Which Is the Better Buy: SanDisk or Micron Technology?

Both companies' shares are flying high. Which one should investors buy?

May 15, 2014 at 4:00PM

Shares of Micron Technology (NASDAQ:MU) hit a new 52-week high earlier this week. The company's peer, SanDisk (NASDAQ:SNDK), is trading at a similarly unseen price this week. Despite the high price tags, both companies offer investors a great opportunity to get in on the rapidly growing NAND flash memory market, which is why the market is bidding up these stock prices.

Investors trying to choose between SanDisk and Micron Technology face a tough decision. Which is the better buy, SanDisk or Micron?

Why these companies are worth a look
On Micron's second-quarter conference call, CEO Mark Durcan expressed the company's expectations that the NAND industry will grow in the low-40% range for 2014. Over the next five years, the company expects the market to grow at a rate in the high-30% to low-40% range.

Durcan goes on to note that industry capacity can cause volatility in the market. Determining proper capacity is often difficult for companies as they try to match long-term outlooks with short-term demand.

Most recently, a fire at SK Hynix's Wuxi facilities put a damper on the company's production levels. While the company expects to return to its pre-fire production levels this quarter, stagnated NAND capacity at SK is good for both SanDisk and Micron.

Micron, meanwhile, increased its NAND capacity by converting its Singapore facility from DRAM to NAND. SanDisk, too, is steadily investing in increasing capacity. Capital expenditures at the latter company, however, are decreasing.

Let's look at some numbers




Revenue (ttm)

$6.34 billion

$13.31 billion

Gross Margin (ttm)



Net Income (ttm)

$1.15 billion

$2.84 billion

Free Cash Flow (ttm)

$1.57 billion

$2.72 billion

Forward EPS



Forward PE



Price-to-sales (ttm)



Price-to-FCF (ttm)



Source: Yahoo! Finance

Micron looks like a better buy than SanDisk. It's converting revenue into cash more efficiently, and it's priced more attractively in terms of future earnings, sales, and free cash flow. However, SanDisk does have one advantage -- it's growing faster than Micron. Over the next five years, analysts expect SanDisk to grow earnings at a rate of 18.75%. Comparatively, they expect Micron to grow earnings at a rate of just 10.25%.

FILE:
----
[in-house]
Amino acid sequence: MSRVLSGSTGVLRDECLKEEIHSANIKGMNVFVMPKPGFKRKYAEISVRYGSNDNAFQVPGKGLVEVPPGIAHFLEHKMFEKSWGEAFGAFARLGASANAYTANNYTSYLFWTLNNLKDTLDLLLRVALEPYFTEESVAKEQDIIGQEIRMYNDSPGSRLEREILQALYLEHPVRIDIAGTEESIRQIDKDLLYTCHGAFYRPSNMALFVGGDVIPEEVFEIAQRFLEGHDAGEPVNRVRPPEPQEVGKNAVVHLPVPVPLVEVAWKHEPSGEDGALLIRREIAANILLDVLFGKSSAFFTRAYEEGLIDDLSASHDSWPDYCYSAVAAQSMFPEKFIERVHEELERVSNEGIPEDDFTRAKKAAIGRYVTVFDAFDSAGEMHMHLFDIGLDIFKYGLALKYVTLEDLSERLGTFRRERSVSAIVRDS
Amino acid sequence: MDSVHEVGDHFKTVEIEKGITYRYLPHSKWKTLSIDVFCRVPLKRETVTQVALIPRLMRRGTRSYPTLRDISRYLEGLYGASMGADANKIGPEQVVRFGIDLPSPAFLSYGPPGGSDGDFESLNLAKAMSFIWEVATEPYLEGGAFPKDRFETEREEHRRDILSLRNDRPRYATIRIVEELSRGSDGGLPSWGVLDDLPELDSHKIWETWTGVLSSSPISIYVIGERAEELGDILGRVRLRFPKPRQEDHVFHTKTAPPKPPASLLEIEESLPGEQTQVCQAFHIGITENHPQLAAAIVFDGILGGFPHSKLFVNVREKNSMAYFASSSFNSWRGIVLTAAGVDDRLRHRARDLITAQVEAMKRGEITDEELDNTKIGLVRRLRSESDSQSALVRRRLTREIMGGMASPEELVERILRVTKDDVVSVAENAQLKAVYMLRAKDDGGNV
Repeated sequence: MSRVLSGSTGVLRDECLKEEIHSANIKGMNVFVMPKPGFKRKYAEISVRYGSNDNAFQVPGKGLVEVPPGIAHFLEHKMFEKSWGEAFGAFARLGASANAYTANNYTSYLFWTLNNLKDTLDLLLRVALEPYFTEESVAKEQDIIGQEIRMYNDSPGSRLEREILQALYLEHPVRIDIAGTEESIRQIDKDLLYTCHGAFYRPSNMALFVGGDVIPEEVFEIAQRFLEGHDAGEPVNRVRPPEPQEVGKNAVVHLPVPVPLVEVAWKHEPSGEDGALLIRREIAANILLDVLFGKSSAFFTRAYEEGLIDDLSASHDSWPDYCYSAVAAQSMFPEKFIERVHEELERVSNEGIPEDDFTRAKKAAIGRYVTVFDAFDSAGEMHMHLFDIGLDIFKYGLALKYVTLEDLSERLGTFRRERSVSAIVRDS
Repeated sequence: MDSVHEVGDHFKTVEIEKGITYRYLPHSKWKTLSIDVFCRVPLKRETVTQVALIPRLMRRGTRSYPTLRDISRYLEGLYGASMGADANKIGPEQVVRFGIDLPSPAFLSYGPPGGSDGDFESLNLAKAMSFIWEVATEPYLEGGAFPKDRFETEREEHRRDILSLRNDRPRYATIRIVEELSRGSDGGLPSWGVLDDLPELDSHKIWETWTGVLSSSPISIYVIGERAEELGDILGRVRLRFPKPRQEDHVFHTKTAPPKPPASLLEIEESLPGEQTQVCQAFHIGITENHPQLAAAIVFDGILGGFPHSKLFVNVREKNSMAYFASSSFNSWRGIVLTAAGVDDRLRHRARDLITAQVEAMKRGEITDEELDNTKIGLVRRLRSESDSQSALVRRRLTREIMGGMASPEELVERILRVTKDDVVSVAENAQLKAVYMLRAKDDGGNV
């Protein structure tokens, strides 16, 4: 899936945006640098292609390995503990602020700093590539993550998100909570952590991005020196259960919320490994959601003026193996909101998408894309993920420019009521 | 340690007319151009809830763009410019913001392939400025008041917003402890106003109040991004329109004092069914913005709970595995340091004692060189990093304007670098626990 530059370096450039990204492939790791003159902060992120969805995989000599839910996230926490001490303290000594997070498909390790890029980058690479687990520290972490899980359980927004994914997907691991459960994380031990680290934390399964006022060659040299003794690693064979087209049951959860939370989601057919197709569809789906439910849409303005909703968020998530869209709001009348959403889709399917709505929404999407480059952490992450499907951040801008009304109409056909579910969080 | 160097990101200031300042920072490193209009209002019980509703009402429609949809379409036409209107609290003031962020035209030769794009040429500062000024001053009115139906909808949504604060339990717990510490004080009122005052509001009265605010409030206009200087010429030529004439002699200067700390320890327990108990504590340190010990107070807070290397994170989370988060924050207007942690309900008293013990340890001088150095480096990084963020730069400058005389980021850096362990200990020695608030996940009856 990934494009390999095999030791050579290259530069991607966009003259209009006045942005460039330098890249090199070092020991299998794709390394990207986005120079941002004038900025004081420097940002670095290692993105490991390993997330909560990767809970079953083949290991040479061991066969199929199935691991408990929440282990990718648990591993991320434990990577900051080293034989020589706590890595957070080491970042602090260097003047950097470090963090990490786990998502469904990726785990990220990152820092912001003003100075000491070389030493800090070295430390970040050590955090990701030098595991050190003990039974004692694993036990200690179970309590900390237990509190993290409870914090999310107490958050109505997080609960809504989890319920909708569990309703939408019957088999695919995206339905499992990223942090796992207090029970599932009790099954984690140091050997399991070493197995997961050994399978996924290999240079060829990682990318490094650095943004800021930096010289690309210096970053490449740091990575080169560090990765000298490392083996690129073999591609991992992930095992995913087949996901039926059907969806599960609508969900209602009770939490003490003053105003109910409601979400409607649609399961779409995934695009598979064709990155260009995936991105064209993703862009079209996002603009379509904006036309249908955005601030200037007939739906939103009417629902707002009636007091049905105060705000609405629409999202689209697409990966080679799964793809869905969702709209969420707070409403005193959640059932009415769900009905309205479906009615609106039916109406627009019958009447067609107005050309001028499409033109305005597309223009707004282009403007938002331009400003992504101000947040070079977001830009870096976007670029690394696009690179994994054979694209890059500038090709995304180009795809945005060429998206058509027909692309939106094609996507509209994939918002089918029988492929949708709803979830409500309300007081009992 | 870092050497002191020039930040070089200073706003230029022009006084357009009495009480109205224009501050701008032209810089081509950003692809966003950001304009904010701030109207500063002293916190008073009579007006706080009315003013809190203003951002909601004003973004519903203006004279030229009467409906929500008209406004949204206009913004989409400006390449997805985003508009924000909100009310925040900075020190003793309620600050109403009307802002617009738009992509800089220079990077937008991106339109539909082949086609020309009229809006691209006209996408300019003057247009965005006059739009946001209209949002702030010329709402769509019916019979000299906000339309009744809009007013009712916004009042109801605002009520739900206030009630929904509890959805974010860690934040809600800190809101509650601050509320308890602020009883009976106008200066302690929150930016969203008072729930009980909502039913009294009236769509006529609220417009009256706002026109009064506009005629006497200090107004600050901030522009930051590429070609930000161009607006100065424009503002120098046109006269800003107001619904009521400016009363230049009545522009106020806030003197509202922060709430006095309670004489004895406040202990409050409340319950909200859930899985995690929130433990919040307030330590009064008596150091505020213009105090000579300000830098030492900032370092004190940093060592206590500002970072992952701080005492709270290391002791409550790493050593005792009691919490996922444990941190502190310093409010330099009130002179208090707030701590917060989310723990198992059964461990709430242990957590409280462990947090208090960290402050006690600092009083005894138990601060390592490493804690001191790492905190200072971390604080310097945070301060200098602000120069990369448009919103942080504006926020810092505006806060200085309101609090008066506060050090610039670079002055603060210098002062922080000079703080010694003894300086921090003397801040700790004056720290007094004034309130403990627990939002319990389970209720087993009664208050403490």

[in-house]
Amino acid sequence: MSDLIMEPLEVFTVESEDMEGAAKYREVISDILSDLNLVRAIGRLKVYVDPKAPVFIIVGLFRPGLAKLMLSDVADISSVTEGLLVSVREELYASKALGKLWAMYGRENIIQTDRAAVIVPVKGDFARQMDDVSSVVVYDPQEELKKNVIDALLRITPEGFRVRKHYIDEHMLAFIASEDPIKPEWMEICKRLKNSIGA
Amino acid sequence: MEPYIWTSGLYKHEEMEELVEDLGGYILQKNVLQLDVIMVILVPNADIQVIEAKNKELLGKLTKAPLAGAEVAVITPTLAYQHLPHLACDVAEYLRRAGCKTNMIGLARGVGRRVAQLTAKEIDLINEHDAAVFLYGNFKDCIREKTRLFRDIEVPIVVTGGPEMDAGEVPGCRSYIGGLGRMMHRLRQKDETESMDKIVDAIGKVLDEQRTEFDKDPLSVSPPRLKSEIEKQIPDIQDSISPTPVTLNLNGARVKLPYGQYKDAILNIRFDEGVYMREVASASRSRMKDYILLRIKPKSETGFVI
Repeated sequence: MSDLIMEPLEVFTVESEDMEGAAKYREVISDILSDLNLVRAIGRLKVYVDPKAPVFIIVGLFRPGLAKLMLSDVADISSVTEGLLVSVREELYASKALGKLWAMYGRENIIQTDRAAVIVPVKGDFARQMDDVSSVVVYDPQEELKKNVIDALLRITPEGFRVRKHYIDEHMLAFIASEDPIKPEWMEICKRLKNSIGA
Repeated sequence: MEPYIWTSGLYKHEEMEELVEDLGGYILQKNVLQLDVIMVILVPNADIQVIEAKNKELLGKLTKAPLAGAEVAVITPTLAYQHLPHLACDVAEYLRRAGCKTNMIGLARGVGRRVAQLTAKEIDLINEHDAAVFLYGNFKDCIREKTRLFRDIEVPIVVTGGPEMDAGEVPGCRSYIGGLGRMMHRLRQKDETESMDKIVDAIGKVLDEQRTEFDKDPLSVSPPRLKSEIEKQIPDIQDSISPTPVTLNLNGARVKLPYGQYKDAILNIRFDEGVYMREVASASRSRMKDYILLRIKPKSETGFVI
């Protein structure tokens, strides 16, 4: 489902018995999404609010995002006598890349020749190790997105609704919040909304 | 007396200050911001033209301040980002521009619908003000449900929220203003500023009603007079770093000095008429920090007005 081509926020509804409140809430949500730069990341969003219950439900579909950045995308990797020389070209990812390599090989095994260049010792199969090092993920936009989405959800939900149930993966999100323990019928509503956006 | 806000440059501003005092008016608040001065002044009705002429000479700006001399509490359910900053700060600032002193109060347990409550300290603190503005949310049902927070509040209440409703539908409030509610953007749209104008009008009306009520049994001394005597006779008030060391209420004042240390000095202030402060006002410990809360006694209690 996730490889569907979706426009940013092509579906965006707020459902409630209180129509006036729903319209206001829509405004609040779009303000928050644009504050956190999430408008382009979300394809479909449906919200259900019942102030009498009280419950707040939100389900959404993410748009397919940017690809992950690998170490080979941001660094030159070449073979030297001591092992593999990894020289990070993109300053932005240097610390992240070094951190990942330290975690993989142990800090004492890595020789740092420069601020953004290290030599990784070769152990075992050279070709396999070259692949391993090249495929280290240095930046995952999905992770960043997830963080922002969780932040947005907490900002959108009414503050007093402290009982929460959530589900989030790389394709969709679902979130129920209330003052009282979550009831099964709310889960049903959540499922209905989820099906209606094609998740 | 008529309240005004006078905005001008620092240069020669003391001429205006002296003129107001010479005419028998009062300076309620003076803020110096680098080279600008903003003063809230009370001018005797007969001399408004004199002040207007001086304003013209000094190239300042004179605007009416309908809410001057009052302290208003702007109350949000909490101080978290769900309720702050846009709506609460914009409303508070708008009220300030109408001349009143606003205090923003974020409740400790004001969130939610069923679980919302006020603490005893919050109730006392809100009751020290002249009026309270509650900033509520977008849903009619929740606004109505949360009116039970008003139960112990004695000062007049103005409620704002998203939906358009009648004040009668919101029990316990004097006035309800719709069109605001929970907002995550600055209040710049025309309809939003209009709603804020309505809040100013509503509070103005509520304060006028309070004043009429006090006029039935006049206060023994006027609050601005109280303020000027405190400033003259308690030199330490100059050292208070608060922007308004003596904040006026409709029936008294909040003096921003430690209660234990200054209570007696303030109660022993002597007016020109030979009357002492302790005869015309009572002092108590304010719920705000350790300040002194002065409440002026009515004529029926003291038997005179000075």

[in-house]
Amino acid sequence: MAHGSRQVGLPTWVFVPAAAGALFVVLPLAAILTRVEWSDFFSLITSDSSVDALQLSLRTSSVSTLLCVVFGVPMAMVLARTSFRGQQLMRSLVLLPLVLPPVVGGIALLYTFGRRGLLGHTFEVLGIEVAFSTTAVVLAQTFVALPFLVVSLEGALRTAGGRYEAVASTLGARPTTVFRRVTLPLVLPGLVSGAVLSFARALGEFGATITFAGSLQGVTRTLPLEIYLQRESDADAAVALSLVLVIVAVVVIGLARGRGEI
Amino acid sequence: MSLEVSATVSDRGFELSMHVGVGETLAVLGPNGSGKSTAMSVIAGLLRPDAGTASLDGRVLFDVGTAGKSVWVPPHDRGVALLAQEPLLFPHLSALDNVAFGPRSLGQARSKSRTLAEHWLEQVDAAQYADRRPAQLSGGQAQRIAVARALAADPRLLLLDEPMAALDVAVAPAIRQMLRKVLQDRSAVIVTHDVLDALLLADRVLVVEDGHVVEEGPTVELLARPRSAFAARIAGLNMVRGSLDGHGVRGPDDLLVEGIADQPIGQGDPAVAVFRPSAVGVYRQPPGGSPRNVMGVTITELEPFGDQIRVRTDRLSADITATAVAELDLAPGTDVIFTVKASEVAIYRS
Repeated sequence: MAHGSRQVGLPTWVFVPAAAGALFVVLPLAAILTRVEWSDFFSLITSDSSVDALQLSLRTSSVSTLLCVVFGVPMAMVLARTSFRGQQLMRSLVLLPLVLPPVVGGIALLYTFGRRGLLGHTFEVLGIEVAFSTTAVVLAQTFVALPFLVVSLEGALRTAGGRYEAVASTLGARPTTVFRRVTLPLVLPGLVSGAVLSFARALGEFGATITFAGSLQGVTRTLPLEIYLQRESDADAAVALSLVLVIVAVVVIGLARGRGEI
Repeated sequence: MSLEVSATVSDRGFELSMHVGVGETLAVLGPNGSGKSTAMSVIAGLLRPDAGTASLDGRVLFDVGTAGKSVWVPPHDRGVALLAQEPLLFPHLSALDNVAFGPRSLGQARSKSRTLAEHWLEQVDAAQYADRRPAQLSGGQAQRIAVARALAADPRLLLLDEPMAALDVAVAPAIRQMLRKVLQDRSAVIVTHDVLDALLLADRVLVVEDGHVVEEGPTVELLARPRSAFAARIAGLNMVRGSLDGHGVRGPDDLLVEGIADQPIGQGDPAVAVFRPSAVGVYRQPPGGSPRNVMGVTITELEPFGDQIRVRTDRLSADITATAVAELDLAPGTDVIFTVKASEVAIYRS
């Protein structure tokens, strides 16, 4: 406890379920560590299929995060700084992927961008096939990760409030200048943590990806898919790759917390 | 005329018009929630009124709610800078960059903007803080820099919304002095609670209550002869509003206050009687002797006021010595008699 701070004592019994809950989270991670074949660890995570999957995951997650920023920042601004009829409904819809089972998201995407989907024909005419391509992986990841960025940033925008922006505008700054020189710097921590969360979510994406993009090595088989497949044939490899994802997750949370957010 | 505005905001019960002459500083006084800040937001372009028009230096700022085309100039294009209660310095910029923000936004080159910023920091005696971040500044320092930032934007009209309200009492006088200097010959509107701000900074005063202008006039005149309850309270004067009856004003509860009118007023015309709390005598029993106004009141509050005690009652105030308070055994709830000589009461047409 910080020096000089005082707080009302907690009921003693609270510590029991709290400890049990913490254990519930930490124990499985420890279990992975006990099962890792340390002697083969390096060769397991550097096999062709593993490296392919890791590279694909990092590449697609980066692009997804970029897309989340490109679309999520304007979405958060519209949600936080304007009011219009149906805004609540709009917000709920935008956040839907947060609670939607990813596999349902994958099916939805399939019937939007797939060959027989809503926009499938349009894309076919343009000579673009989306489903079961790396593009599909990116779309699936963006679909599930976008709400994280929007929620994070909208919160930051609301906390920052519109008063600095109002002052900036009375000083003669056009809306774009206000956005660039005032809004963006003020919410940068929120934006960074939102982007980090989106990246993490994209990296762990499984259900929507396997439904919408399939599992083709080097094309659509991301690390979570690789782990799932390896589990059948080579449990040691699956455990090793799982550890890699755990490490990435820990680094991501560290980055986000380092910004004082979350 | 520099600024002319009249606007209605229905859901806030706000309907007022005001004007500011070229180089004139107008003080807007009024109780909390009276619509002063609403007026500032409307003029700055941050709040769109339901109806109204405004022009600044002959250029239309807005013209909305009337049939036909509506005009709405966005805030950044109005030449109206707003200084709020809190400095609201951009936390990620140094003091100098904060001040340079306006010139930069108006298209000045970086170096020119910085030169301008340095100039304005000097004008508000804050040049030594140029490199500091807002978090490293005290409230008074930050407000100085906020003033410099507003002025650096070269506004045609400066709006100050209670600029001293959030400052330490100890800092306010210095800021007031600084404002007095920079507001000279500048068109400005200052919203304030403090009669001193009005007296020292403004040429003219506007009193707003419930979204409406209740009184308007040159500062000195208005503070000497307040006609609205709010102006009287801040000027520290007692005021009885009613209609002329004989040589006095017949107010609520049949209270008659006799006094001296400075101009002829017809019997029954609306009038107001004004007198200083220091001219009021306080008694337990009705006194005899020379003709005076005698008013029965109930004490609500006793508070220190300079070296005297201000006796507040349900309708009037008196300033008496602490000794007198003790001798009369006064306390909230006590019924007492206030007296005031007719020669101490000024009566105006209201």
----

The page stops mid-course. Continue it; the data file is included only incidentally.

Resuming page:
As a result, SanDisk offers a slightly more attractive PEG ratio of 0.75 compared to Micron's PEG of 0.84. With both stocks trading below PEG ratios of 1, it's a strong indication the market is undervaluing the potential growth of both company's earnings.

SanDisk's significantly higher gross margin is worth investigating as well. The company posted record gross margin levels for the first quarter with 51% margin on its sales. Management attributed the boost to stronger SSD product mix.

Comparatively, Micron achieved a gross margin of 34% last quarter, and trade NAND was actually a drag on its overall margins. This is an indication that SanDisk's technology may have more of a moat around it, as the company is better able to control the decline in price per gigabyte. Of course, part of SanDisk's focus in the recent past has been the high-end NAND market, so the fact that it has higher gross margins shouldn't be surprising.

The better buy
Although both stocks are worth owning, Micron seems to offer better value for the price right now. For those particularly interested in strong growth, SanDisk presents its advantages, but it's a bit more risky at this price, and doesn't quite offer the value of Micron.

With Micron, investors gain the advantage of diversifying into the DRAM market, an equally impressive growth story. Micron expects the DRAM industry to grow in the 20%-30% range annually over the next five years. As part of two growing industries, and priced where it is, Micron looks like the better buy.

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Adam Levy has no position in any stocks mentioned. The Motley Fool has no position in any of the stocks mentioned. Try any of our Foolish newsletter services free for 30 days. We Fools may not all hold the same opinions, but we all believe that considering a diverse range of insights makes us better investors. The Motley Fool has a disclosure policy.

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